“The thing that is aesthetically objectonable to me about that way of thinking, is basically the same thing, the same risk that comes from cliché. You know, you take something off of a shelf that’s true in general and end up saying something that’s untrue of the person in particular. You know: ‘Men are reticent.’ No, I’m kind of loquacious, actually. It happens that this guy is reticent and that maybe that’s true of a lot of guys from this time,” he explains.
In The Volunteer, several individuals either lose their name or go by a different name or multiple names, begging the question: What’s in a name? Scibona is thoughtful in his response. “First of all, it is a fact of most people’s lives that in some important way their name changes over the course of their lives,” he says. “You might have a family name that they call you back home. You grow up and you use a different version of that name. You get married, you change your name. You transition and change your name. You immigrate—lots of people will totally drop a whole langauge associated with their name for another one. I think the name is the closest thing that language has to a soul on the page.”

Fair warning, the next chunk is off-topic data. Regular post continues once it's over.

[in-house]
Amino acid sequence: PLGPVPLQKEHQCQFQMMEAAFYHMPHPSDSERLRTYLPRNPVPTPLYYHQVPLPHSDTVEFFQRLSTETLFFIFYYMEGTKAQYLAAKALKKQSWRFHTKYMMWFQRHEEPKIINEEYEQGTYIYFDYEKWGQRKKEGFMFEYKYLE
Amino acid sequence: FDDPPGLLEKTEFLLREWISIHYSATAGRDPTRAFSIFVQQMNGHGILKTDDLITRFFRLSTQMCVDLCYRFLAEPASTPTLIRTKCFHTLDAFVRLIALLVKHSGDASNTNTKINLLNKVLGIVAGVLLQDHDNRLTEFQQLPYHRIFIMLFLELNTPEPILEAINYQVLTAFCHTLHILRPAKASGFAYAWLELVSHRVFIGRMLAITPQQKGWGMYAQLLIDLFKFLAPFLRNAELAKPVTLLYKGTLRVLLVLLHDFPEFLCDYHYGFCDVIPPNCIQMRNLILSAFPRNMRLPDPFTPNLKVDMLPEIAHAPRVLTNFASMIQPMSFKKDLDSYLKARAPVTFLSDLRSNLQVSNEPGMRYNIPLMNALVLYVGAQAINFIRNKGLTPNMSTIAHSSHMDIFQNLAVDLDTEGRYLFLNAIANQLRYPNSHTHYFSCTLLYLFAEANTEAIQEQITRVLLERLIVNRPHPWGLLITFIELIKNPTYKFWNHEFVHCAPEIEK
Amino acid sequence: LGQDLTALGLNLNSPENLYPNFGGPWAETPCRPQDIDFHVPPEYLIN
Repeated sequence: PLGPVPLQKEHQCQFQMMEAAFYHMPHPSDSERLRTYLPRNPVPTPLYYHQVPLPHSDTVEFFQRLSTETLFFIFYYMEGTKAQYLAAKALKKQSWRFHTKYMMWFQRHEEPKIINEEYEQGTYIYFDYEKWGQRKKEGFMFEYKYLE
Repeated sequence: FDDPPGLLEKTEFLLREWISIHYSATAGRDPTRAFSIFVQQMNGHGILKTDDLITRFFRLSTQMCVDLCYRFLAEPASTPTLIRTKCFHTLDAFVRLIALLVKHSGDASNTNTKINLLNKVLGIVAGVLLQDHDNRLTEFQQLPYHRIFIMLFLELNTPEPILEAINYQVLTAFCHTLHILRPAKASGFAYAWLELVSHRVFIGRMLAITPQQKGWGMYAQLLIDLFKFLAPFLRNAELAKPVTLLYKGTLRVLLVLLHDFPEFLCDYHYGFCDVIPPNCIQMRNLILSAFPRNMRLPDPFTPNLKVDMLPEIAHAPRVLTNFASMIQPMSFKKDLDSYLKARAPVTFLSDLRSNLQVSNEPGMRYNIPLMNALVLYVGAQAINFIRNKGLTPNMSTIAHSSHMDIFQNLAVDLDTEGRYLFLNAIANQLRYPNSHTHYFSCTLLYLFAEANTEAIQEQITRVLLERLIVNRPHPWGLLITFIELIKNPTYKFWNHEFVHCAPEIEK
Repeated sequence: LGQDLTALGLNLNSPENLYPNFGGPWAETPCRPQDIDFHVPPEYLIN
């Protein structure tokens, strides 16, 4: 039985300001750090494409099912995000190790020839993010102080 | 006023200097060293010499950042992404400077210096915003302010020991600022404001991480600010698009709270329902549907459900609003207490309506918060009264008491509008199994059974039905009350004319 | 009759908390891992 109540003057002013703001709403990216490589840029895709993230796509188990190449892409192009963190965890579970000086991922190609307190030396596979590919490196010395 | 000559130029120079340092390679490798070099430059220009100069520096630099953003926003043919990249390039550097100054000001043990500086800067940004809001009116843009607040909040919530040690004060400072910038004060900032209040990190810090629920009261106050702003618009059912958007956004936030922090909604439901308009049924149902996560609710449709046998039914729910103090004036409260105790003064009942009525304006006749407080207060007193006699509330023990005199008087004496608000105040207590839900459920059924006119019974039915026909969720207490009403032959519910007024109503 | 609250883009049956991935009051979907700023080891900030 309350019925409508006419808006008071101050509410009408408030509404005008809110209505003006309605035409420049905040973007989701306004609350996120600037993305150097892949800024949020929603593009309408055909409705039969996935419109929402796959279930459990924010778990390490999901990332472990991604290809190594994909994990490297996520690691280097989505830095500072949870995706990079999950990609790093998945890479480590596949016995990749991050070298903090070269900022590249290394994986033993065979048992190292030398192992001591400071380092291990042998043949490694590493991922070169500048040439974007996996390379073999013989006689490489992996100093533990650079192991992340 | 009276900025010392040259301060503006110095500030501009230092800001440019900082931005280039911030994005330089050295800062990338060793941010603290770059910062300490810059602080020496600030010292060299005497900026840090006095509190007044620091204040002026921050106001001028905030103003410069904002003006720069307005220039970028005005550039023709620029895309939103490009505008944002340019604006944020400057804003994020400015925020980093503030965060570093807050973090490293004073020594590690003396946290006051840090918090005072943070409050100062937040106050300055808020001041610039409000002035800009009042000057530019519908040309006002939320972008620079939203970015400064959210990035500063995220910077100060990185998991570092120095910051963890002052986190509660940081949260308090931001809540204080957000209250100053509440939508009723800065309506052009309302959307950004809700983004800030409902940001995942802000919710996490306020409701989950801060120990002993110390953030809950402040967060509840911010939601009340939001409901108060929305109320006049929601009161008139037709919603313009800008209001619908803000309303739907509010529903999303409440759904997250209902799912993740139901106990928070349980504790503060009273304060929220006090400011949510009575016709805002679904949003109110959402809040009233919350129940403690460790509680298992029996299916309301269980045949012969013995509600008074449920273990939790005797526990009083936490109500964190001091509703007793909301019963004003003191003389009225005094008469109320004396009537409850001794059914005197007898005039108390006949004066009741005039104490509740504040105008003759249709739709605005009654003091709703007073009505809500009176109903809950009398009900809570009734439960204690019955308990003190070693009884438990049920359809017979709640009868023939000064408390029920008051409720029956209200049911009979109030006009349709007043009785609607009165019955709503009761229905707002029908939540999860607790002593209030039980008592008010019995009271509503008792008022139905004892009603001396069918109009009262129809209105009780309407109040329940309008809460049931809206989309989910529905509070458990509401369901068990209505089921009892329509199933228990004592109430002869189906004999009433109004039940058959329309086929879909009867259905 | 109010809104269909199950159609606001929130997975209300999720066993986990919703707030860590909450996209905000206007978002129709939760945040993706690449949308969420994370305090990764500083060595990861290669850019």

His process of naming is one he says he hesitates to be too deliberate about. “Usually, I’m attached to them for some relatively accidental way at first… I feel as though I picked it for some complicated plot means, but usually I’m picking it for sound,” he says.
This is an example of how Scibona’s writing comes to have its flow. The sentences are structured beautifully, enabling us to kind of fall into a trance reading them, truly becoming lost in the universe of the characters. It’s a remarkable quality, one he no doubt hones as a Writing Fellow himself at FAWC, both in 2001 and in 2002.